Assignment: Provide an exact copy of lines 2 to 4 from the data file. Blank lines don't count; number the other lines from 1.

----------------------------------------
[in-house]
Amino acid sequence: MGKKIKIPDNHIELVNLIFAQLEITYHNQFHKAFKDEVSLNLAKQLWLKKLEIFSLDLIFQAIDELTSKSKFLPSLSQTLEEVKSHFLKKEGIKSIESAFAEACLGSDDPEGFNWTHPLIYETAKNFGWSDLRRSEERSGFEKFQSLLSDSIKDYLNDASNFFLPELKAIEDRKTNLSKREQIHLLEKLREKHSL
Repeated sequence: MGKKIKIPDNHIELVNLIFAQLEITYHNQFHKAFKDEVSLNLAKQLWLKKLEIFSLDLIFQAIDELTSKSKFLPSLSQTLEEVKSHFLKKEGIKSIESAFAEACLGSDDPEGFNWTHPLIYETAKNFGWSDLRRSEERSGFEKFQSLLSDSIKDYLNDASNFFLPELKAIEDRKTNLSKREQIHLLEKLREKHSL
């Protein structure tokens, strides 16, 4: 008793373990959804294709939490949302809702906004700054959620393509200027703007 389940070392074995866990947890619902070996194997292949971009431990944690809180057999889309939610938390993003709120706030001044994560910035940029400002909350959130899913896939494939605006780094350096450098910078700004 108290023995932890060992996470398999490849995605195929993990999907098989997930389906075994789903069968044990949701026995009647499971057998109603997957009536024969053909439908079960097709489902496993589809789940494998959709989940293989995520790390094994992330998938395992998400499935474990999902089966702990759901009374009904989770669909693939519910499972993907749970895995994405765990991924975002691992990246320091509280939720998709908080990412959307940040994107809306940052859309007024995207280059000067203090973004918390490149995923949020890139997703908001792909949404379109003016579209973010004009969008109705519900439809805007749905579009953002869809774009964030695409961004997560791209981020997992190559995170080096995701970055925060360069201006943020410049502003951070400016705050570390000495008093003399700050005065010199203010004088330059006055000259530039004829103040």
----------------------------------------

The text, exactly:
Amino acid sequence: MGKKIKIPDNHIELVNLIFAQLEITYHNQFHKAFKDEVSLNLAKQLWLKKLEIFSLDLIFQAIDELTSKSKFLPSLSQTLEEVKSHFLKKEGIKSIESAFAEACLGSDDPEGFNWTHPLIYETAKNFGWSDLRRSEERSGFEKFQSLLSDSIKDYLNDASNFFLPELKAIEDRKTNLSKREQIHLLEKLREKHSL
Repeated sequence: MGKKIKIPDNHIELVNLIFAQLEITYHNQFHKAFKDEVSLNLAKQLWLKKLEIFSLDLIFQAIDELTSKSKFLPSLSQTLEEVKSHFLKKEGIKSIESAFAEACLGSDDPEGFNWTHPLIYETAKNFGWSDLRRSEERSGFEKFQSLLSDSIKDYLNDASNFFLPELKAIEDRKTNLSKREQIHLLEKLREKHSL
């Protein structure tokens, strides 16, 4: 008793373990959804294709939490949302809702906004700054959620393509200027703007 389940070392074995866990947890619902070996194997292949971009431990944690809180057999889309939610938390993003709120706030001044994560910035940029400002909350959130899913896939494939605006780094350096450098910078700004 108290023995932890060992996470398999490849995605195929993990999907098989997930389906075994789903069968044990949701026995009647499971057998109603997957009536024969053909439908079960097709489902496993589809789940494998959709989940293989995520790390094994992330998938395992998400499935474990999902089966702990759901009374009904989770669909693939519910499972993907749970895995994405765990991924975002691992990246320091509280939720998709908080990412959307940040994107809306940052859309007024995207280059000067203090973004918390490149995923949020890139997703908001792909949404379109003016579209973010004009969008109705519900439809805007749905579009953002869809774009964030695409961004997560791209981020997992190559995170080096995701970055925060360069201006943020410049502003951070400016705050570390000495008093003399700050005065010199203010004088330059006055000259530039004829103040």